Antioxidant enzymes, including superoxide dismutase, are important for protecting the lung against O2 injury. Manganese superoxide dismutase (Mn-SOD) is a superoxide anion (O2-·) scavenger located in the mitochondria, a primary site of O2-· production during hyperoxia. We studied the effects of tumor necrosis factor (TNF-α), a macrophage-derived cytokine, on Mn-SOD expression in human pulmonary adenocarcinoma cells. TNF-α significantly increased Mn-SOD activity and mRNA in a dose- and time-dependent manner. Mn-SOD activity was increased 3-fold and mRNA 20-fold after a 48-h incubation with TNF-α (25 ng/ml). To examine the mechanism of this increase, cells were incubated for 48 h with TNF-α (25 ng/ml) with or without cycloheximide (10 μM) or actinomycin D (10 μg/ml). Actinomycin D blocked the induction of Mn-SOD mRNA by TNF-α, but cycloheximide did not. These findings suggest that the effect of TNF-α requires gene transcription but not synthesis of new protein intermediates. To test the hypothesis that increased Mn-SOD protects against oxidative injury, pulmonary adenocarcinoma cells were incubated in TNF-α (25 ng/ml) for 48 h and then exposed to paraquat (PQ+), an intracellular O2-· generator. Cells pretreated with TNF-α had significantly improved survival in PQ+ compared with controls. At the LD50 (6 μM) for control cells, 95% of TNF-α-treated cells survived, 85% at the LD75 (10 μM), and 77% at the LD90 (14 μM). Our results suggest that the induction of Mn-SOD by TNF-α in pulmonary adenocarcinoma cells is pretranslationally mediated and that increasing Mn-SOD activity with TNF-α confers protection against O2 radicals.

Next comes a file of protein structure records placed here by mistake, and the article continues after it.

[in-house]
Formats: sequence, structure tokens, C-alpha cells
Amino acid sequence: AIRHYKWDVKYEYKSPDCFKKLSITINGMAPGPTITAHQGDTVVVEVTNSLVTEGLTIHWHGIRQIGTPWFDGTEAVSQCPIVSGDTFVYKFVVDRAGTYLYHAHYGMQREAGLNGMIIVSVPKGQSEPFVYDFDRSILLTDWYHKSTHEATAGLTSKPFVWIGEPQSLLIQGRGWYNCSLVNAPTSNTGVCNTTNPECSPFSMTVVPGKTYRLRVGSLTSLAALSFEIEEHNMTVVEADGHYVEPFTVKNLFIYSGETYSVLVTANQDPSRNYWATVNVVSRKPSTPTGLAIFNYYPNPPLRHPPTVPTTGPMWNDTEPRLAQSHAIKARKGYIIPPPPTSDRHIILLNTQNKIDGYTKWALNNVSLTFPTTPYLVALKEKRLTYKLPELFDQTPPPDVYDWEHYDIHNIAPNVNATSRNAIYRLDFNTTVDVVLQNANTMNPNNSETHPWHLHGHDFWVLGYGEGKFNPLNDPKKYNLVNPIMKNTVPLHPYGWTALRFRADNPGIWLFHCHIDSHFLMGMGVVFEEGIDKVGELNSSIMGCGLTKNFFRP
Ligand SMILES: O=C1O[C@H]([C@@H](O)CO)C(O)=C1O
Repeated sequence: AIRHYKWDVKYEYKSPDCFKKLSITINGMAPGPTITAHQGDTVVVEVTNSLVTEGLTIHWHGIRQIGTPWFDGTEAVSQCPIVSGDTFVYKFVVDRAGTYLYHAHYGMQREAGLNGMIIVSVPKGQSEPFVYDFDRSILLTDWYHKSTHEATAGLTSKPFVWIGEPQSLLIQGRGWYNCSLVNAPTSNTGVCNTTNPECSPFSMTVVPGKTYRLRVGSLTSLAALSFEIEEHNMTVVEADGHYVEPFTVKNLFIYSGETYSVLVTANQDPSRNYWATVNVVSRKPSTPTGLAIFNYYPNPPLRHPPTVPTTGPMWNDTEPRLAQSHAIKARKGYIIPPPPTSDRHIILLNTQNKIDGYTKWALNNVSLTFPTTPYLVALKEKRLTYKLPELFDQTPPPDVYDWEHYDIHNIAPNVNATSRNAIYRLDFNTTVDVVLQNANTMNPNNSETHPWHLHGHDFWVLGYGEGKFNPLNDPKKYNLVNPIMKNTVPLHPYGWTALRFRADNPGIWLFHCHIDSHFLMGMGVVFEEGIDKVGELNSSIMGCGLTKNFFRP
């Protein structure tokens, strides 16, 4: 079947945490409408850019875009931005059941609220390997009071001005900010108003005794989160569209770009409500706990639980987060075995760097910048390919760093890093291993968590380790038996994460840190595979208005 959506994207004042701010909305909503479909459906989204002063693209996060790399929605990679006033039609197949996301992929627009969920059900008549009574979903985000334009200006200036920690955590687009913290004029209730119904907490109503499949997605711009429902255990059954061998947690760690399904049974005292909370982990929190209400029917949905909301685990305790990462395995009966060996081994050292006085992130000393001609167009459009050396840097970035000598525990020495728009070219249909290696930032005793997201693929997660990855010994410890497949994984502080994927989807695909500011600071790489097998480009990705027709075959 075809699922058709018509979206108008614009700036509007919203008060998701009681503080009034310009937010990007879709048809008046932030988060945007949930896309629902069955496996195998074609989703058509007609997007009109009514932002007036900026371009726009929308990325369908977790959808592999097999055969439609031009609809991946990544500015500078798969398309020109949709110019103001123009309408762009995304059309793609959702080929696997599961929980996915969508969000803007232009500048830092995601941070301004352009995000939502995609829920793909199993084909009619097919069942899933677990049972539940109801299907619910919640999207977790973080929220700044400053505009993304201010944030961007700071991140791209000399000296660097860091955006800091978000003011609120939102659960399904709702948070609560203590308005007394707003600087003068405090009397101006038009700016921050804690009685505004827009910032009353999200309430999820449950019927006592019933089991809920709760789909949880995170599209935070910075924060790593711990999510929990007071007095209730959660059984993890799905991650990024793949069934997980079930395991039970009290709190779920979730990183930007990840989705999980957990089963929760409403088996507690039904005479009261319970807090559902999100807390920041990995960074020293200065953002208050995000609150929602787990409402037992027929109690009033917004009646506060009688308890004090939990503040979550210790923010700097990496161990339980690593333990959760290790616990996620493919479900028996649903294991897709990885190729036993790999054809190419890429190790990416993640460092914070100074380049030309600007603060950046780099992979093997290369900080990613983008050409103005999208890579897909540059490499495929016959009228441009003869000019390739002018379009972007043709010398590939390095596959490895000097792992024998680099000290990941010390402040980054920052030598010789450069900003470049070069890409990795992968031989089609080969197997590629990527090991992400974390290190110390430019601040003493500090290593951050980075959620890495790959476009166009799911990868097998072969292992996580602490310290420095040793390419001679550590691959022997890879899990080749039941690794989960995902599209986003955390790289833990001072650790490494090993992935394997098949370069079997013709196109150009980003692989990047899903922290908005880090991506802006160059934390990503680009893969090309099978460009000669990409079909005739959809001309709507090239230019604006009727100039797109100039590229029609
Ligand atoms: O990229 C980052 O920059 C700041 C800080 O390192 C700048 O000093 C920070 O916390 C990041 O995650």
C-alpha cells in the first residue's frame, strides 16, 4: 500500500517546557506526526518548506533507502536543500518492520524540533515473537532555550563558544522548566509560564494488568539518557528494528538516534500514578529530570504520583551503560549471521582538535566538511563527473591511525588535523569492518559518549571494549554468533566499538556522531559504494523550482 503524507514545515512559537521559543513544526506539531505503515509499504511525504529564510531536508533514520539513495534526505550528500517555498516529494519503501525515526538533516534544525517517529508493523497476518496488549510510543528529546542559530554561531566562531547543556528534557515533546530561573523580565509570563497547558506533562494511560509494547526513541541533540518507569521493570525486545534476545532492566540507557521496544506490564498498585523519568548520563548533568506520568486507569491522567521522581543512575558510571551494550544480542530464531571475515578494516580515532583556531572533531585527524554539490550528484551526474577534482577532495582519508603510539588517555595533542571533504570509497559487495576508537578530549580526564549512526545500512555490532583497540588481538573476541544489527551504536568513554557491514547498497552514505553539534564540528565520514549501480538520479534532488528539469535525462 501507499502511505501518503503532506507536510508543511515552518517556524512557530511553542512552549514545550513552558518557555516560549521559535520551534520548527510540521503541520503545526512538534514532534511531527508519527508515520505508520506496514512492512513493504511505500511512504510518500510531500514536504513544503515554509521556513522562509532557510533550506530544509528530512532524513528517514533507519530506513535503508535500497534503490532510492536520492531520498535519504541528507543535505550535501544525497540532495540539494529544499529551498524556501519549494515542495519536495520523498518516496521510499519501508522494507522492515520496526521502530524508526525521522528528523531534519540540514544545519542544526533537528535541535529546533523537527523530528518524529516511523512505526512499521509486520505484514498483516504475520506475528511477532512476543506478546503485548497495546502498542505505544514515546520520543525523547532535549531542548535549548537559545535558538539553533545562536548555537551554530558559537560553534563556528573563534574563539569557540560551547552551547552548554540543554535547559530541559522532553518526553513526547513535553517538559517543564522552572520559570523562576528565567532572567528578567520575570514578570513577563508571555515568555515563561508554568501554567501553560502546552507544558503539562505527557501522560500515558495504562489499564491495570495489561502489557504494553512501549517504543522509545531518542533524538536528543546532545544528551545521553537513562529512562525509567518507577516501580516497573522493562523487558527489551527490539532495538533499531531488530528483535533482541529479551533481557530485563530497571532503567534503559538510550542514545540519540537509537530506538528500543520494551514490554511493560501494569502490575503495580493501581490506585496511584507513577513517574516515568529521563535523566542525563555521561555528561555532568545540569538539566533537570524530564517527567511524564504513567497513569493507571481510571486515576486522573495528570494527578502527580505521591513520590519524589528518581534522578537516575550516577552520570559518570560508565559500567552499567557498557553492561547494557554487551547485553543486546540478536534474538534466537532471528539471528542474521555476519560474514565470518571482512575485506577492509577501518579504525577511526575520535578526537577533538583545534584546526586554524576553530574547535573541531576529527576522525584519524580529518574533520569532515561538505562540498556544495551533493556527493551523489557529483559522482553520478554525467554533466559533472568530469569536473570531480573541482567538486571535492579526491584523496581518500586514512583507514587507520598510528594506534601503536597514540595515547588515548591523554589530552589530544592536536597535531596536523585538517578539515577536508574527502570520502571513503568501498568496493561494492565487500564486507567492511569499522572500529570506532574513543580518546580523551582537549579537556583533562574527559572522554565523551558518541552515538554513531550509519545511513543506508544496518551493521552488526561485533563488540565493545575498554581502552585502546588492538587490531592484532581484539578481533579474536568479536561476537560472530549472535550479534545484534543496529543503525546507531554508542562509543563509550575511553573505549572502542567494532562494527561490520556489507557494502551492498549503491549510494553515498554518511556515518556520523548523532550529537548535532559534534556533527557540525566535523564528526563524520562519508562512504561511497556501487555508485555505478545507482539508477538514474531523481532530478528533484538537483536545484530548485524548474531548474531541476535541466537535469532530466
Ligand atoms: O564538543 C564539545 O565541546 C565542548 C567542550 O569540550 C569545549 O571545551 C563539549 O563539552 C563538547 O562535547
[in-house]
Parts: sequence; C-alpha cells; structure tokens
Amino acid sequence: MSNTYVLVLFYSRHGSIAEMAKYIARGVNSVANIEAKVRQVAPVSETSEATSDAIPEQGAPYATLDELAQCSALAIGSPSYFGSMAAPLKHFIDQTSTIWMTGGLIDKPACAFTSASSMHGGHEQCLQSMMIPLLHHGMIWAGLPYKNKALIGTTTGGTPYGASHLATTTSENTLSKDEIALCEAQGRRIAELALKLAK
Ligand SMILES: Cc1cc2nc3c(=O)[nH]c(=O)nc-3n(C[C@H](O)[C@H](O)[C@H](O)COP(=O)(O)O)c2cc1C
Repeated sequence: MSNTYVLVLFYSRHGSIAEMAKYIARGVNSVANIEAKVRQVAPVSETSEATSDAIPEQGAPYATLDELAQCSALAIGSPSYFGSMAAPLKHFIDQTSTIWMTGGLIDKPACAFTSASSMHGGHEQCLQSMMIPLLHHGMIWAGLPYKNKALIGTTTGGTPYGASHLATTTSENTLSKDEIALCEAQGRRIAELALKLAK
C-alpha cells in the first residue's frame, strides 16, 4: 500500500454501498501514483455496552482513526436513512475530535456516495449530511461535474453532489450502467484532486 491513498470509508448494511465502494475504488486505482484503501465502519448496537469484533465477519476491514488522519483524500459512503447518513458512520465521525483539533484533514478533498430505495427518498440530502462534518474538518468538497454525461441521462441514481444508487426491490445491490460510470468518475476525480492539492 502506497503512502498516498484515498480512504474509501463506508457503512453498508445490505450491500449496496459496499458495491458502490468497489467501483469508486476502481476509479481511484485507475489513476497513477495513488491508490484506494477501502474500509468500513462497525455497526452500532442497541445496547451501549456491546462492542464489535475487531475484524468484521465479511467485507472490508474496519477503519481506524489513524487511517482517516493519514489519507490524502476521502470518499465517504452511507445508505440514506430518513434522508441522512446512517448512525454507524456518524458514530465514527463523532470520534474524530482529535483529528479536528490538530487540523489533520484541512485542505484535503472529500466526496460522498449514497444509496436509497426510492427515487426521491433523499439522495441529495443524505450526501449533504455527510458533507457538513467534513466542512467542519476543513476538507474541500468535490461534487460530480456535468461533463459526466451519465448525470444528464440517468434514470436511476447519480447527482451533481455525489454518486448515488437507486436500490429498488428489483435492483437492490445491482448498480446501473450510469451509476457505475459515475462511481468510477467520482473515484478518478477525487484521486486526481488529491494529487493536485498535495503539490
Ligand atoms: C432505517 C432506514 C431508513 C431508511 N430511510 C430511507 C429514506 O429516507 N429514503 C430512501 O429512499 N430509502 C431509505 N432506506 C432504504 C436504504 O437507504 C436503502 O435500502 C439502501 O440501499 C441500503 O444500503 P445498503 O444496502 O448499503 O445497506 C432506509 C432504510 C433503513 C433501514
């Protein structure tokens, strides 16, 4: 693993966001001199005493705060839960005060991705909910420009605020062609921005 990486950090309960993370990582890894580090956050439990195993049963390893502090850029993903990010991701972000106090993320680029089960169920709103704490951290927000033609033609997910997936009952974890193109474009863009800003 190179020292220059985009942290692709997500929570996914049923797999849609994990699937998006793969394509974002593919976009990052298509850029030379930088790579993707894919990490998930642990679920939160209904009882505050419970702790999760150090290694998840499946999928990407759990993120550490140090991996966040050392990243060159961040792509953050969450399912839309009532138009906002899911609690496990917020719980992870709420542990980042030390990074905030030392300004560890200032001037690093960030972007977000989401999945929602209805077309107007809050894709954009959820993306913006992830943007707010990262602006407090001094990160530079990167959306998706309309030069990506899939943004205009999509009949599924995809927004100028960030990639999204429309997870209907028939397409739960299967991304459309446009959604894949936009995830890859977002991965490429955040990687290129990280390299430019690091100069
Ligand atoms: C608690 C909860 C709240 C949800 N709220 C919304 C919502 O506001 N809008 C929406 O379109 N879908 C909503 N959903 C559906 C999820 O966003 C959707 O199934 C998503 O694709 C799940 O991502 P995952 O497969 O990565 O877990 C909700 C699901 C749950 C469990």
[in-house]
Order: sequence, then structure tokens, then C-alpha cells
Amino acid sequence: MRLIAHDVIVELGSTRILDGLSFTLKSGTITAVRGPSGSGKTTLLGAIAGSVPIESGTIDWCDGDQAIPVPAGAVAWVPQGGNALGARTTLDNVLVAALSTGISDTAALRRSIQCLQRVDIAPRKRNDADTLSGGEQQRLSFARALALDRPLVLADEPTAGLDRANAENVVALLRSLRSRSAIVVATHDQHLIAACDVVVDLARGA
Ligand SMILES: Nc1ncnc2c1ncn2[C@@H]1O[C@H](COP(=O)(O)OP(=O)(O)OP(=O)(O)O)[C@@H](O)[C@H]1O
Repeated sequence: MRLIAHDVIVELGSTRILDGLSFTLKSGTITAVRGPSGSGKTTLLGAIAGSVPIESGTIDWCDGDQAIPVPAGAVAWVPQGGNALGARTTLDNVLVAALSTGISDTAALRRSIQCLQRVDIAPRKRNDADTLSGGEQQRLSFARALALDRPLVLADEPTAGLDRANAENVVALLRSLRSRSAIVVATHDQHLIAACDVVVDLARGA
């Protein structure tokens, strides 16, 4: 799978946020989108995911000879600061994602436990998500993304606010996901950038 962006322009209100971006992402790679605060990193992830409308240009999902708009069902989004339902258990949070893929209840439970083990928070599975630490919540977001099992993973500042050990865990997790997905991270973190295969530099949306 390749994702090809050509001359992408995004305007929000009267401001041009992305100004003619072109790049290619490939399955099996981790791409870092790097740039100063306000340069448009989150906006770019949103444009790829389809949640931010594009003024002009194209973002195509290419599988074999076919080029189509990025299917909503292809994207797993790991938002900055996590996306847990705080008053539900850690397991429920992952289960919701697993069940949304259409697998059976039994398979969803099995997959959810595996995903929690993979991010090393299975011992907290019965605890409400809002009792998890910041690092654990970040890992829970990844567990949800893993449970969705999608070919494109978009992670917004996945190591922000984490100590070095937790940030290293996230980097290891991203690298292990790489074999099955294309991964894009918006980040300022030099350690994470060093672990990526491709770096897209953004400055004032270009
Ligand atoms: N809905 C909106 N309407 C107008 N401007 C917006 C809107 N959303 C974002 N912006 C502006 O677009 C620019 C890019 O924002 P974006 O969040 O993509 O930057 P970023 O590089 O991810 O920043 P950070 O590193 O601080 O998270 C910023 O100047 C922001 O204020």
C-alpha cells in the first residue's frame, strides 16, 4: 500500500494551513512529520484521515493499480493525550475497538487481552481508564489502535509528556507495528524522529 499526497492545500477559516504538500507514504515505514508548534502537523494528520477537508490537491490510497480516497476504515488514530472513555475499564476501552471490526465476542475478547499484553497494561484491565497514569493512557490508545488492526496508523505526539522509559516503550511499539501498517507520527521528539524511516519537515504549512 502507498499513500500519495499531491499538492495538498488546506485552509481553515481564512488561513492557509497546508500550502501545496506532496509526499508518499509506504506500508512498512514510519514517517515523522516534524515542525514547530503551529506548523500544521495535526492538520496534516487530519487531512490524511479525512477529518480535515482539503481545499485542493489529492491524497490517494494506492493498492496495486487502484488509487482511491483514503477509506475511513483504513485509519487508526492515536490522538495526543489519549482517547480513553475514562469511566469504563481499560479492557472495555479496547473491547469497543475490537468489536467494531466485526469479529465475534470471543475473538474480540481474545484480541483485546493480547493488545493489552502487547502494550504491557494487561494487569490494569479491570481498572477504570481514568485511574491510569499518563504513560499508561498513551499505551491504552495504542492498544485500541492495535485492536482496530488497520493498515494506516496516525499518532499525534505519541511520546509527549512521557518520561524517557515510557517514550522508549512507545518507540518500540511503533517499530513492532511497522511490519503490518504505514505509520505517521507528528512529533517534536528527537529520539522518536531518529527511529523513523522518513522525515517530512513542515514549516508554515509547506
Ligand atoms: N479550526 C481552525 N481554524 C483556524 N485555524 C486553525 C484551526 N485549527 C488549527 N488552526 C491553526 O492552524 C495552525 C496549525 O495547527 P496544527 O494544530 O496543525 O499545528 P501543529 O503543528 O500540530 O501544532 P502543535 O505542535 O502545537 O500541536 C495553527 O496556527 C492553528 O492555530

|Journal||American Journal of Physiology - Lung Cellular and Molecular Physiology|
|Issue number||4 4-2|
|State||Published - 1991|
- Actinomycin D
- Oxidant injury